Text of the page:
There was nothing to buy in Vancouver’s increasingly hot office market, so GWL Realty Advisors and its partners did the next best thing — they decided to build their own tower.

That GWL, which has $2 billion in office, industrial, mixed-use, and multi-residential projects planned or underway across Canada, and its partner, the Healthcare of Ontario Pension Plan, didn’t have a tenant lined up didn’t bother them at all.

“The story is just limited supply. There are a lot of condominiums around here but not a lot of offices,” Paul Finkbeiner, president of GWL Realty, said about the 33-storey Vancouver Centre II project at 753 Seymour Street, which is a joint venture of HOOPP and two of GWL’s segregated funds. It broke ground Wednesday. “We are one of the first ones out of the ground.”

The 371,000 square foot building is part of the AAA office tower complex known as Vancouver Centre, which is connected to two major transportation networks. “There is strong demand from tenants all around,” said Finkbeiner about the second tower which will open in 2021 next to the 480,000 square foot tower GWL already has on the site.

Ross Moore, a senior vice-president with Cresa Vancouver, calculates 12-plus buildings might hit the Vancouver market in the next two to four years and add as much as 3,665,000 square feet of space by 2022.

“You really have to go back to the last boom in 2015 when five buildings came in one year and then go back to 2012-2013 to see more,” said Moore. “We had all this new supply and it all got gobbled up. These (investors) can build on speculation. In the old days, developers just didn’t have the muscle but someone like GWL and HOOPP they can go on speculation.”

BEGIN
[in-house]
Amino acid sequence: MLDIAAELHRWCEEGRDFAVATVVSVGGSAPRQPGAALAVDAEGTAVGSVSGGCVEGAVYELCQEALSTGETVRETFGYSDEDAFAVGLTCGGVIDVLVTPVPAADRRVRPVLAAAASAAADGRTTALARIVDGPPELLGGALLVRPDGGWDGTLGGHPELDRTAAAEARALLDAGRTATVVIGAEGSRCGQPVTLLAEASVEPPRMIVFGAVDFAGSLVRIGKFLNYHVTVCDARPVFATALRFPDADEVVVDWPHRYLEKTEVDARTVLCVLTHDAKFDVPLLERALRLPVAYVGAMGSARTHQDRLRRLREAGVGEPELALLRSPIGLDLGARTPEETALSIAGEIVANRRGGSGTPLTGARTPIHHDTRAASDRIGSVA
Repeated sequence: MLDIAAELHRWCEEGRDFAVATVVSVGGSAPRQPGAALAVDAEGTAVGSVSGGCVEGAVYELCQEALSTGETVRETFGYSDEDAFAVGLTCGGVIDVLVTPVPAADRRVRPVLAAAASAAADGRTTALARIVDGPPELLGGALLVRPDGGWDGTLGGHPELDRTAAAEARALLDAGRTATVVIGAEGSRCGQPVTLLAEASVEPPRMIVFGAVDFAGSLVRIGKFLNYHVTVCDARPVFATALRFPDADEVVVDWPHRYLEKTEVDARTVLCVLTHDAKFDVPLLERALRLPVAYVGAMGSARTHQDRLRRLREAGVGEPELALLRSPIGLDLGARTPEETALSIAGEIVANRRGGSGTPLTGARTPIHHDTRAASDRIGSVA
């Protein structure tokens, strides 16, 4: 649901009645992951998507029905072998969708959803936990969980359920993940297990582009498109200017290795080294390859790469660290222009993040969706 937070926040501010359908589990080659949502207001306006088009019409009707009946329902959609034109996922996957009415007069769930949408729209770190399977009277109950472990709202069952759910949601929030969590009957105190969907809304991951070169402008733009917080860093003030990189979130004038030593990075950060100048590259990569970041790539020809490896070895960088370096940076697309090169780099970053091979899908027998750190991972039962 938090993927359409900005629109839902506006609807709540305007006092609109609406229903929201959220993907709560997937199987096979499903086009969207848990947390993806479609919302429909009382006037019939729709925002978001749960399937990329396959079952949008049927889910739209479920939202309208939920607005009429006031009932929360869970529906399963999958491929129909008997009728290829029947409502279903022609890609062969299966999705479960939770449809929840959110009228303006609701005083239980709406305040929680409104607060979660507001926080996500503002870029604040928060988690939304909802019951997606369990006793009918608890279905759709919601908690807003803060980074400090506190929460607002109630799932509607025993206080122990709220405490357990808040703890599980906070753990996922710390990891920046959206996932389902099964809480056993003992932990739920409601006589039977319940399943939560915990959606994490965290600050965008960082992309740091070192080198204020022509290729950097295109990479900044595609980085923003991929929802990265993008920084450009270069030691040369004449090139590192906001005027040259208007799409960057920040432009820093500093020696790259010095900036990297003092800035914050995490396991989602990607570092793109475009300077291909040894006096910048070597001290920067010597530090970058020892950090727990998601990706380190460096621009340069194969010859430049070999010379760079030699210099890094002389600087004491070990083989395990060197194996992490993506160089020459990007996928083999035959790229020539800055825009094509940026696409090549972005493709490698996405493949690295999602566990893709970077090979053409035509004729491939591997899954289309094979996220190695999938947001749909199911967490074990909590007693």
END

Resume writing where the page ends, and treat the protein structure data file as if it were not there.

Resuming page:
Space in Vancouver is getting leased up quickly. This month New York-based WeWork Inc. secured a deal with Inc. to rent most of the shared workspace provider’s first Vancouver office. The Seattle-based company had committed to rent space in a new building being constructed by Oxford Properties Inc. but because it won’t be ready until 2019 Amazon grabbed most of WeWork’s first foray into Vancouver at Burrard Station.

The domino effect was WeWork, a US$20 billion company which is expanding its shared space concept, went back into the market to get even more space to service its growing client list.

“What is shocking is that most of this speculative projects are going to go ahead. There might be one or two exceptions,” said Moore, who says developers just don’t see a potential problem like in Calgary where vacancy rates are near 30 per cent after a speculative building boom. “It’s … a much more diversified economy in Vancouver. Mining companies got slammed in Vancouver but tech picked up the slack and government services did too.”

Cresa says vacancy rates in downtown Vancouver are now about 6.4 per cent, down from about 8.4 per cent a year earlier. With that tightening, has come an increase in rent and Moore says some gross rents are almost $60 per square foot, unprecedented for the Vancouver market.

“The question is will they get the rents,” said Moore, who thinks landlords will be successful. “When you look at rents in San Francisco, it’s like US$90 (per square foot), so Vancouver is not that bad.”

Finkbeiner says pre-leasing a tower, normal practice for any type of development, is harder in Vancouver because the city is filled with smaller regional offices as opposed to head offices. But he doesn’t mind because leasing to one lead tenant usually means a considerable discount for that company and he expects overall rents will be higher with a series of smaller tenants.

“We like the whole office market here. We found it hard to find existing office buildings (to buy),” said Finkbeiner, noting Vancouver did see a couple of large transactions like the Bentall Centre move over the last couple of years but generally there is not much trading of assets in British Columbia’s largest city. “The (new building) is ideal for what we call the TAMI sector, technology, advertising, media and info.”

Source: The Financial Post